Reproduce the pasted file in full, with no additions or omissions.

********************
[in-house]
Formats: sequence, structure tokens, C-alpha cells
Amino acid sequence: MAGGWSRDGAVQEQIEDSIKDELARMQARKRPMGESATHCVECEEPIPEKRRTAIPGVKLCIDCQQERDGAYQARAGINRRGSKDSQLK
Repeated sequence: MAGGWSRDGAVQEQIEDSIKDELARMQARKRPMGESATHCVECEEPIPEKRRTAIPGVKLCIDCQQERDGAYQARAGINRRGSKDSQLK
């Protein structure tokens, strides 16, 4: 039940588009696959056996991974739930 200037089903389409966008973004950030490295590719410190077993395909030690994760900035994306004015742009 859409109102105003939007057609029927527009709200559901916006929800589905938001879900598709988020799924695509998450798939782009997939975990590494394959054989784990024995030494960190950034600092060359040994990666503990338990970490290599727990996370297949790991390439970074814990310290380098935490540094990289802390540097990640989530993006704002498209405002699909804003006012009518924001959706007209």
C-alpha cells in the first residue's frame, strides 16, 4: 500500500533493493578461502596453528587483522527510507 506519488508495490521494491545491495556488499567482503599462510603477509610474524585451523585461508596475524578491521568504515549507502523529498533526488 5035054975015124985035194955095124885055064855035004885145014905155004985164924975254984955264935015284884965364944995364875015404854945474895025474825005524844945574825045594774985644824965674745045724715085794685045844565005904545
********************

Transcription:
[in-house]
Formats: sequence, structure tokens, C-alpha cells
Amino acid sequence: MAGGWSRDGAVQEQIEDSIKDELARMQARKRPMGESATHCVECEEPIPEKRRTAIPGVKLCIDCQQERDGAYQARAGINRRGSKDSQLK
Repeated sequence: MAGGWSRDGAVQEQIEDSIKDELARMQARKRPMGESATHCVECEEPIPEKRRTAIPGVKLCIDCQQERDGAYQARAGINRRGSKDSQLK
């Protein structure tokens, strides 16, 4: 039940588009696959056996991974739930 200037089903389409966008973004950030490295590719410190077993395909030690994760900035994306004015742009 859409109102105003939007057609029927527009709200559901916006929800589905938001879900598709988020799924695509998450798939782009997939975990590494394959054989784990024995030494960190950034600092060359040994990666503990338990970490290599727990996370297949790991390439970074814990310290380098935490540094990289802390540097990640989530993006704002498209405002699909804003006012009518924001959706007209």
C-alpha cells in the first residue's frame, strides 16, 4: 500500500533493493578461502596453528587483522527510507 506519488508495490521494491545491495556488499567482503599462510603477509610474524585451523585461508596475524578491521568504515549507502523529498533526488 5035054975015124985035194955095124885055064855035004885145014905155004985164924975254984955264935015284884965364944995364875015404854945474895025474825005524844945574825045594774985644824965674745045724715085794685045844565005904545